Wednesday, April 10, 2013

Robert Devereaux Interview

Can you tell us about your creative process? How do you go from idea to finished story?
Some writers begin with a character or a few characters. I tend to find an exciting story idea or various plot twists it will be great fun to improvise with. These usually have a vibrant tonal center, an engaging emotional core, or some quirky fantastical bit of wonderment.  Whatever that thing is I then infuse into the characters in various ways.  As one with an acting background, I have ways of molding the characters' desires into what the plot demands they desire. The human psyche is so intricate a mechanism, it's a challenge but always doable to sculpt a complex of motivations that will organically flesh out any chosen plot. 
As a result, I am far more a planner than a seat-of-the-pantser in Larry Brooks' terminology (see I create a scaffolding with a design that fascinates me, then let my free urges erect my version of that building. Is the edifice complex? Perhaps, but oddly enough, I have never had the urge to kill my father and fuck my mother.
After draft one is done, I give the manuscript a good long cooling off period--of one day! Then I read it through, marking up problem areas.  And it's off to the revision races, honing intently and relentlessly until the manuscript thrills, sparkles, and shines.
What is your dream project? And what won't you ever write?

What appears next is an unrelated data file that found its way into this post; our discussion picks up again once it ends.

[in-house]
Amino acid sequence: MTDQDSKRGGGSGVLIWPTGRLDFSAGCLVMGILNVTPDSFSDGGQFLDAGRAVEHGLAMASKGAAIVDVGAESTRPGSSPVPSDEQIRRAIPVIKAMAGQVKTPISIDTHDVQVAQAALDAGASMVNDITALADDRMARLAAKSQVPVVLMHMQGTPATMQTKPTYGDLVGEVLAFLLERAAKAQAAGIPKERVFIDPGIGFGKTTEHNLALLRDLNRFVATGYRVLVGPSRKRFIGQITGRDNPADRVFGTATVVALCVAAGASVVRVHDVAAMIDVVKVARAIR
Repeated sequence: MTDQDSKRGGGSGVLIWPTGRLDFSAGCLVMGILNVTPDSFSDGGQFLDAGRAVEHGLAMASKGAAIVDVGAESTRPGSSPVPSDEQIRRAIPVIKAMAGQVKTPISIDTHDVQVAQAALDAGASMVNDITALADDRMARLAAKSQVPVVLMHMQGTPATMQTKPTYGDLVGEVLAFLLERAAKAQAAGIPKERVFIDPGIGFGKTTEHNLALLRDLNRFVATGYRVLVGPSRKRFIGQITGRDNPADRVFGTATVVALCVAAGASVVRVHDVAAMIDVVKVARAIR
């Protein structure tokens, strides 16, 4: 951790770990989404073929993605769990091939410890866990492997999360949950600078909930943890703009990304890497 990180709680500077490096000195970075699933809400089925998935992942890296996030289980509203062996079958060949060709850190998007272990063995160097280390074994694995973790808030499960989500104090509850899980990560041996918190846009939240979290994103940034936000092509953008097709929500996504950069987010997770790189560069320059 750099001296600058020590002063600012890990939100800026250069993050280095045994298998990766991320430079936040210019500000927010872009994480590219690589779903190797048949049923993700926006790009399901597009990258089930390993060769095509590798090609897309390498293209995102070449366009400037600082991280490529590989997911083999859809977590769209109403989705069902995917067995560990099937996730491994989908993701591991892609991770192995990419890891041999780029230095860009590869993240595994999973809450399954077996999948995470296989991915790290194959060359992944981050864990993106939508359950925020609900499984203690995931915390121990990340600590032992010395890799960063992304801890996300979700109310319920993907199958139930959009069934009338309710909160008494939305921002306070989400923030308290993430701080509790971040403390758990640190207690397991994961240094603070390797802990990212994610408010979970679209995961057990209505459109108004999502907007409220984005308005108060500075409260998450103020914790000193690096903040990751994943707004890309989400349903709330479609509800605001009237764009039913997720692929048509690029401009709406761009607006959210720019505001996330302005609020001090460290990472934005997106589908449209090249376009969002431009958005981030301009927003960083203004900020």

My dream project? There is no specificity around that phrase for me. In the ideal, whatever book I'm working on is my dream project in this sense:  I am completely alive, centered, focused, fired up with passion and delight, every phrase perfect and sizzling, the sweep of prose simultaneously captivating and totally integral to the telling of the story. When it's published, word-of-mouth spreads like the most terrifying wildfire ever set. Unlike every book that came before, this one resonates so deeply with so many people that the public consciousness perceptibly if only slightly changes for the betterment of humankind.  The buildup of enthusiasm is so swift and solid, that a movie option is quickly sold for vast sums of money and the movie--faithful to the book, masterfully screenplayed, masterfully directed, masterfully acted--gains great praise in its own right. A musical, an opera, a ballet are made from this material as well, so beautifully crafted that they spark a cultural renaissance. People are no longer lulled by TV dreck, but will settle for only the finest of storytelling efforts that honor and encourage hitherto unrealized potential for human play, for grand and sweeping drama, for subtle, audience-trusting material in all storytelling modes. Other writers, dancing to the beat of their own drummer, enter enthusiastically the dialogue sparked by my work. All of this spills over into all modes of human connection. No longer the bovine moo, the bleat of sheep, the dull, dead march of lemmings to cliff edge. Rather, a firm gentle awakening to group efforts that do not exclude or exile, that moves away from political poison toward elixirs that rejuvenate, balms that heal, salves that offer true salvation. This then is my dream project.
What won't I ever write? Stories which have no purpose but to shock, stories which arouse or encourage inhumane acts in readers, stories that revel in showing abuse, stories that bore every reader who has the misfortune to pick them up, stories that make me weep for having wasted so much time, so many breaths, so many precious seconds of life dishonoring the human spirit, stories that tell me in no uncertain terms that it's time to blow my brains out and end this fucker once and for all. I shall endeavor to avoid writing such stories, and I pray that others will likewise so endeavor.